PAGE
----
The Future of Publishing

Let’s talk about the future of publishing. This conversation usually looks like a self publish vs. traditional publish debate.  I believe that is not the “bunny” we should all be looking at behind the camera.

The threat to traditional publishers are not ambitious, vain writers who can guerrilla market. The threat comes from new giants — Kobo, Amazon, Hyperink — who will redefine “traditional” by working with individual authors more efficiently.

Traditional publishers and agents respond to industry change by saying: “We bring value.  We are a quality clearing house. We filter out crap, find brilliance, print, distribute to bookstores, and help market.”

Since bookstores struggle to stay brick and mortar, hard copy sales will fade in 50 years against digital, and marketing relies heavily on the author, their strongest argument (in my opinion) is the one about being gatekeepers for quality. However, there is a big problem with this defense. They rely on an inefficient strategy for gate keeping. If they do not change how they filter quality, if they do not speed up, they will be crushed by the likes of Amazon.

As a writer, over here working diligently on craft and platform, I don’t actually care who wins this publishing industry game. I have two jobs regardless – build a following of readers and write engaging, quality work.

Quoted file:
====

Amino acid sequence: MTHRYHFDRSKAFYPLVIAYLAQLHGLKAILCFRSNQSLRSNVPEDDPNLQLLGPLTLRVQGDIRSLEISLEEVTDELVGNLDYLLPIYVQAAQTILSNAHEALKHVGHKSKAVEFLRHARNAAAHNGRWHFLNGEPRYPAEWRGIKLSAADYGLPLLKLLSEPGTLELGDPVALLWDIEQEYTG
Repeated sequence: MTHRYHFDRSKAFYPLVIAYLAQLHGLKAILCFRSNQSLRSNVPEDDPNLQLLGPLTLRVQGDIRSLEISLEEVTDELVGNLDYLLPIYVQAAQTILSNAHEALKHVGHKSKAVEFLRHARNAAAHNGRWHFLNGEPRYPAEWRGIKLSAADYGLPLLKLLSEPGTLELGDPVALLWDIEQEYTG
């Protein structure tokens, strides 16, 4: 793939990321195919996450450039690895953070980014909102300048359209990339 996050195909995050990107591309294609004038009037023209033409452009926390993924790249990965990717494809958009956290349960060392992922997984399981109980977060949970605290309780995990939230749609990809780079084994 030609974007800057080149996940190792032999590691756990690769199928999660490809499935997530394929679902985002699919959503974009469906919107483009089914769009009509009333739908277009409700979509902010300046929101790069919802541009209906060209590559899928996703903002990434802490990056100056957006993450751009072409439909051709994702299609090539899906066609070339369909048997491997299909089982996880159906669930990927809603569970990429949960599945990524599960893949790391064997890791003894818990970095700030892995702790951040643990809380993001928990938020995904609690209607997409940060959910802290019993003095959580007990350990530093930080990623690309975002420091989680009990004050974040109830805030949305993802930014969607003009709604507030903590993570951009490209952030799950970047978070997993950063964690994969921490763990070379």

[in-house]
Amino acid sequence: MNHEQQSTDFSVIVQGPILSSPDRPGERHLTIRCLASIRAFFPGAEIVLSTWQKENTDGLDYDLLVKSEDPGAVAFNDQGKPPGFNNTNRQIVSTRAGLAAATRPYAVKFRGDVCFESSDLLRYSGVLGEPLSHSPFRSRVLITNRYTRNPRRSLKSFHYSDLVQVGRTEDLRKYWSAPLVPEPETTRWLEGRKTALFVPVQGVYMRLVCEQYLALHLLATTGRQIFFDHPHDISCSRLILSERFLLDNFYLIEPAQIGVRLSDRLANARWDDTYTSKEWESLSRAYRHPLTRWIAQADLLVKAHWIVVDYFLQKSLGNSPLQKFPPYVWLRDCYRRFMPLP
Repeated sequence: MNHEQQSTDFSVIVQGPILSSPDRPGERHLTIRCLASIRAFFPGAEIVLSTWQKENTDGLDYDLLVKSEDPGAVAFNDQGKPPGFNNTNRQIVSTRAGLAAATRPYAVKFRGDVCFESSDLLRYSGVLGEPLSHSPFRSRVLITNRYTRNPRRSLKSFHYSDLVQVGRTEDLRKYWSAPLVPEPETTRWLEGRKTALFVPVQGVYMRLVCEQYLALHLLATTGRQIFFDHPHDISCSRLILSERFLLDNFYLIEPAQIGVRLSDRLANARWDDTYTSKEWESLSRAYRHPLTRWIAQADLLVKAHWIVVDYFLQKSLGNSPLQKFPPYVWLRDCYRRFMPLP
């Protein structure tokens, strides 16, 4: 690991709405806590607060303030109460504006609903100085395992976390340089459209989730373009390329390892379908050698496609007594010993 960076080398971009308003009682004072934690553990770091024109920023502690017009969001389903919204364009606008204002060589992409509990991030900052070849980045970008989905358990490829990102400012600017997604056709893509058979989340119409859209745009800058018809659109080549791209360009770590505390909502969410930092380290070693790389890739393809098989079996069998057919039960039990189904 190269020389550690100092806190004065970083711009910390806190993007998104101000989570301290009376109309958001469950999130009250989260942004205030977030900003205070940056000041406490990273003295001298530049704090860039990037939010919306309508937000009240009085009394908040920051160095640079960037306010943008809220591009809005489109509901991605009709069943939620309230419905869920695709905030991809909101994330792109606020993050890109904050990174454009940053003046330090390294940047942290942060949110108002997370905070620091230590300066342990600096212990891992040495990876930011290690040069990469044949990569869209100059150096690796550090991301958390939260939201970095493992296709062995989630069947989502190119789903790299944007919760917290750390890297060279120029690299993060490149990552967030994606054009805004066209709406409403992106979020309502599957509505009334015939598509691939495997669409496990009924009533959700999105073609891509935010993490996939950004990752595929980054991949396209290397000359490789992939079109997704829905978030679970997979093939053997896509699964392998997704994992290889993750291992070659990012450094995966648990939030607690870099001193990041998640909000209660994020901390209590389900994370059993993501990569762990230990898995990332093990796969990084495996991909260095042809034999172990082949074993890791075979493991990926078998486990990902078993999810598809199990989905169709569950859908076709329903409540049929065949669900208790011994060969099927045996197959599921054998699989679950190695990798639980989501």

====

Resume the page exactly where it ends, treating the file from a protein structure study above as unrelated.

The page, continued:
But I predict, in five to ten years, one of two things will happen to me as a future successful author.

Scenario 1 – A traditional publishing contract:

After I have sent out hundreds of queries for several years, an agent or editor will ask for my manuscript and a detailed business proposal. That person will then take my submissions to a committee and they will spend several months to a year considering what sold in the last five years, the quality of my writing, their other author’s books (my place within the list), and my ability to market myself. Then, if I pass that test, I will be offered a contract and will get a small advance, which, if I am smart, I will reinvest into marketing my first book.  They will take the following year to edit my manuscript, get a cover done for me, print it and distribute the book to bookstores. I will get a launch date and promote like hell, drive up my Amazon numbers and Kindle orders, reach a good goal for sales, earn back my advance, and earn a few royalties.  Then I will start the process over for book two.

Scenario 2 – The new publishing contract:

An editor at Amazon publishing will find me online, notice I have a large following of engaged readers, and contact me after reading quality sample chapters on my website. They will offer a shared-profit contract with no advance, but will take on all up front costs for editing and printing (not many but on-demand print available), and will agree to stock the printed books on Amazon and offer it via Kindle (no bookstore distribution). I will make money only from book sale profits, a percentage much higher then I would get through royalties with a traditional publisher. The publisher and I will review our marketing strategy and then promote together (still leaning heavily on me for this) with both of us having equal motivation for quality writing, engaged readers and sales success. If it tanks, they move on. If it’s a winner, we all win and move forward.




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